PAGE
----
I have no excuse for not having a bad relationship with alcohol anymore. I should be in recovery. I should have that story to tell, but I don't seem to. I don't seem to struggle with starting or stopping. Most of the time, even when I'm out or people come over I don't much want a drink. Rarely during the day. Never if I want to do something after. I don't really drink beer anymore, it's not agreeable with my diabetes. I still enjoy a whiskey when I play out, but it's rare to have a second and I can't remember the last time I ordered a third. Sometimes, at Jake's or Ron's house I'll have a whiskey while we practice.
I do not understand what switch just clicked into the off position for me, nor do I understand why it didn't do that for other people I loved. If you're looking for an answer the rest of this is the best I can offer: Hint, it isn't a silver bullet.
I watched a video the other day about why we go numb in our relationships. Why we go cold.
It's short and worth the time. It seems to think that we have untreated trauma, pain we don't resolve. Going cold seems better to us than facing these things. It's far more manageable than dealing with life head-on. That makes a lot of sense and I think it has a lot to do with why I drank so fucking much when I was a younger man. Numbness is sugar: We know it's no damned good for us, but it's fast, easy calories and it solves the problem for the moment.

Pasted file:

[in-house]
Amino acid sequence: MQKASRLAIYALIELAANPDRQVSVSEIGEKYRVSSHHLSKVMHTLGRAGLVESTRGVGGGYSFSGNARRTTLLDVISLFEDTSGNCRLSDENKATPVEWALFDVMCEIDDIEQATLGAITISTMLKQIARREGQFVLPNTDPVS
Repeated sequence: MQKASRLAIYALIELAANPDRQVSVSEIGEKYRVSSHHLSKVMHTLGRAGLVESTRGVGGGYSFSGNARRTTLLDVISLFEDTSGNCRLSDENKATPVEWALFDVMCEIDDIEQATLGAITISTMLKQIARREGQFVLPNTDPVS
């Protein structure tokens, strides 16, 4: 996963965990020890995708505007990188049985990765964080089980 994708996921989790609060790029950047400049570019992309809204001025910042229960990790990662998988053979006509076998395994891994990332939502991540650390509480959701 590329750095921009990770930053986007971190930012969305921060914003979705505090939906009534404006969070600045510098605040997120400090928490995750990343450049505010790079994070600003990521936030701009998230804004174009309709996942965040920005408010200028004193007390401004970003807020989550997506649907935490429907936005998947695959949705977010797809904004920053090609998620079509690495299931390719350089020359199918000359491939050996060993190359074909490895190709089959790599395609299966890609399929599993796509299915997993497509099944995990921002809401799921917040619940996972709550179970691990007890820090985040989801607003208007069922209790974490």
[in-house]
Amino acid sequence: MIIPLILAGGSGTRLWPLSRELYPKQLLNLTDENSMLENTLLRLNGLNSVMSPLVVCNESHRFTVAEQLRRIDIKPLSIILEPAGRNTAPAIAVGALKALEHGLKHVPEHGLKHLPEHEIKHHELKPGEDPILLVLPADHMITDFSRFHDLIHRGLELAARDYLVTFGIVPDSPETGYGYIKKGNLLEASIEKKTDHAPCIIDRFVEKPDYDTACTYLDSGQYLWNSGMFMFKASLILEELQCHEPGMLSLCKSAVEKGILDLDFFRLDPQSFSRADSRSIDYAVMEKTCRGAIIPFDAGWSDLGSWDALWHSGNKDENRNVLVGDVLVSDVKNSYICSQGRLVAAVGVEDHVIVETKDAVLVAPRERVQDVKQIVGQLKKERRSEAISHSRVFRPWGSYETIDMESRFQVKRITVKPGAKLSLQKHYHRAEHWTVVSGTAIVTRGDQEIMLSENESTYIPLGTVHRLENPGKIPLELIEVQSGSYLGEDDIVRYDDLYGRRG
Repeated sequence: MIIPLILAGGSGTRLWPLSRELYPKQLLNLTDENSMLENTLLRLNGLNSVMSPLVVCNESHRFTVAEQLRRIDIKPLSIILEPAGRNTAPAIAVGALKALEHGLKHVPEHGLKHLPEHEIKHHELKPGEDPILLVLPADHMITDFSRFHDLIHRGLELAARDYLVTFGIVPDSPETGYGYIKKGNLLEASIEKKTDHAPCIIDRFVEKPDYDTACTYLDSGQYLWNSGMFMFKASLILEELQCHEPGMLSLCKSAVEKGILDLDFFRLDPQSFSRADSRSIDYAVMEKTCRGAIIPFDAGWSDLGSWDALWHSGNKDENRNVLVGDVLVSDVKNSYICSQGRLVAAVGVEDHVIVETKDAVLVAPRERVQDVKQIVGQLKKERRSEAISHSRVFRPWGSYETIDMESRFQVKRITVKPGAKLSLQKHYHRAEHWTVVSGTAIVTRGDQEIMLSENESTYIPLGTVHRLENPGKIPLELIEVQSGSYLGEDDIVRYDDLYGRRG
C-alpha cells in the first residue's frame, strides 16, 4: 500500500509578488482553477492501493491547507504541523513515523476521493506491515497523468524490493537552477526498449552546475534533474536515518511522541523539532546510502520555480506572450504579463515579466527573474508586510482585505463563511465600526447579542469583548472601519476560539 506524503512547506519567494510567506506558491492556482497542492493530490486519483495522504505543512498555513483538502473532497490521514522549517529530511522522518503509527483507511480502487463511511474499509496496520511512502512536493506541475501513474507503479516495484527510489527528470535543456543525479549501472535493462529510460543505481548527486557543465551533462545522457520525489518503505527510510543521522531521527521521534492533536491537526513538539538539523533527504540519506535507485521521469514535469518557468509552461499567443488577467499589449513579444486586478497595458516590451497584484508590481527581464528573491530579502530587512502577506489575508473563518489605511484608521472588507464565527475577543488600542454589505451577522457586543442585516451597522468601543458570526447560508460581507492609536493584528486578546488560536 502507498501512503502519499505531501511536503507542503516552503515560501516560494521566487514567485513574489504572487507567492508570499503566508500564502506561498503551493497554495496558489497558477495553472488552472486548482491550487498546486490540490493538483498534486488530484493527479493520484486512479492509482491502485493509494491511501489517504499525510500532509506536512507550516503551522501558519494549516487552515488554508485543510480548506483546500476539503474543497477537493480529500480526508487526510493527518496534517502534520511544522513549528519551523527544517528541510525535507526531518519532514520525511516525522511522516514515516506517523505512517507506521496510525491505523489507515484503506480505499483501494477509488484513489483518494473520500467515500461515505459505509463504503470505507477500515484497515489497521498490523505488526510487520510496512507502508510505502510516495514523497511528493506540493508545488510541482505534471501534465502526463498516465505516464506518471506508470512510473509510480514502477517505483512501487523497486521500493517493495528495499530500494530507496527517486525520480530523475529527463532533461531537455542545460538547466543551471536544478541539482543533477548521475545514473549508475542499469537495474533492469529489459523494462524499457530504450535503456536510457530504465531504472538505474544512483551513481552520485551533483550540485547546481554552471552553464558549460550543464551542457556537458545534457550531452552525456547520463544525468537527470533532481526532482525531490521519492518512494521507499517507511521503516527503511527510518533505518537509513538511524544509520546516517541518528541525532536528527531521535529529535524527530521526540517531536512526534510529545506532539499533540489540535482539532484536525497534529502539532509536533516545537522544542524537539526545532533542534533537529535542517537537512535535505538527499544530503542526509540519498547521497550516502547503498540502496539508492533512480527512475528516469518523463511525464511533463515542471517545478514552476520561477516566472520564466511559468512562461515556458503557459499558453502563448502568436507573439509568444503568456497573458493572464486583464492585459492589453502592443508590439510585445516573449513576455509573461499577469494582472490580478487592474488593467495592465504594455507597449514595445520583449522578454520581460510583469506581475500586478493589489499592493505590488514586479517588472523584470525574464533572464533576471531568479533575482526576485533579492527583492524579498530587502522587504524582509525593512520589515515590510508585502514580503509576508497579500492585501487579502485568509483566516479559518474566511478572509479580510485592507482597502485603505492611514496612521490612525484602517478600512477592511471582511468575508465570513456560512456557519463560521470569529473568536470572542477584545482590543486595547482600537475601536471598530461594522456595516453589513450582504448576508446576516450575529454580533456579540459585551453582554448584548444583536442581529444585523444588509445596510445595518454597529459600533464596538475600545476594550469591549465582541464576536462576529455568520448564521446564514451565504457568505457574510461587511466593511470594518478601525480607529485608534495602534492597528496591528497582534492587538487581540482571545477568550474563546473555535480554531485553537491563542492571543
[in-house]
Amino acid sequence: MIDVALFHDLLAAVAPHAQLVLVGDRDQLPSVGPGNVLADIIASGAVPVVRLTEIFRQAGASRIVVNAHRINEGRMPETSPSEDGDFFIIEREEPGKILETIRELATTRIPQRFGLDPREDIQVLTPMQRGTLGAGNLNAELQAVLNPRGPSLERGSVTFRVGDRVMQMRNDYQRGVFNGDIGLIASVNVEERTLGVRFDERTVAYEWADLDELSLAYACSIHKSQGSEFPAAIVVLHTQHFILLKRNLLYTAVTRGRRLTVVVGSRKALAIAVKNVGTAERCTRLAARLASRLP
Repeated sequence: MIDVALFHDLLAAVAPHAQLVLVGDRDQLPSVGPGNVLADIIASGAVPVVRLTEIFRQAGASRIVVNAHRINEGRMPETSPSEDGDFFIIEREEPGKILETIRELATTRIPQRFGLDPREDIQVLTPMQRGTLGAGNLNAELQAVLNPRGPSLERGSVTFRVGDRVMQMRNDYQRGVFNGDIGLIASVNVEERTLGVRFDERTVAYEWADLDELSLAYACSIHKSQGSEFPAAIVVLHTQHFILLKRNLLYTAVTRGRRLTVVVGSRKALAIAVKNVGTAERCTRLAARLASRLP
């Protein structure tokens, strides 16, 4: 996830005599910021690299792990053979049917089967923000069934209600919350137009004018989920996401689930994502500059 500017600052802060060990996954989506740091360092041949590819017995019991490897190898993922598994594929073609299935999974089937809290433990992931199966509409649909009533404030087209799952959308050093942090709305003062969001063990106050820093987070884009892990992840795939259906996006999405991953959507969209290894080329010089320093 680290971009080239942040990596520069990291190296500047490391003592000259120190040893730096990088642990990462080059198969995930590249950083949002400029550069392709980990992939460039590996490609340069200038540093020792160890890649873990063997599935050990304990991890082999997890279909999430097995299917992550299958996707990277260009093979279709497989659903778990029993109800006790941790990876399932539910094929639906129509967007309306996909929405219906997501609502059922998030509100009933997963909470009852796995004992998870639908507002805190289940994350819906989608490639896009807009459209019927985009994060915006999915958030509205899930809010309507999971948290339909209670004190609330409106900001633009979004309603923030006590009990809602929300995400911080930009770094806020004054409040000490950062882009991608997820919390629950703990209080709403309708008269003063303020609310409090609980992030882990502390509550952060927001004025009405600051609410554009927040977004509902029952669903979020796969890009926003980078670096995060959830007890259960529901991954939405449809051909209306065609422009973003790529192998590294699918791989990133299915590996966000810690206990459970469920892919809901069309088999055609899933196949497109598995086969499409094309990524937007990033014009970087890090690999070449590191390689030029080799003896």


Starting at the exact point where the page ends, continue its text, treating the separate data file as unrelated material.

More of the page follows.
For most of my life I have walked around with the W.H. Auden Quote in my head "Needing, above all, silence and warmth/We produce brutal cold and noise".
For me, the reckoning is in how we know a thing. Knowing things in a complete, empathic, deep and understanding way creates in us a debt. To actually understand what it means to be someone else as completely as we can understand it, requires that we change who we are and adjust. Knowing that climate change is man-made and causing our own slow extinction would mean that we have to give up some of our conveniences. Knowing that aspects of our behavior and attitudes causes trouble, pain, and difficulty for another asks us to stop that behavior. I suspect that, a lot of the time, we chose to be ignorant because we don't want to change what we are and who we are.
Something in me changed. I can't claim it like I'm a super great guy who had an epiphany and made difficult changes. Likely, I traded some of my shitty coping mechanisms for different ones. What I know about me is that I don't want to be numb so badly as I once did.
What I seem to have a better grip on is that every little subtraction I did to my own agency and my own culpability had a consequence. Every numb took me a little further away from the people I love. It still does. I don't do it with a bottle, but I still do it. And I keep trying to look at these things and open myself up to knowing them, because looking away kills us with a thousand cuts. All of my Brutal cold and noise, man, I'm so sorry for those of you who lived through me.
Lord, make me an instrument of your peace and grant me some small share of whatever silence and warmth is available.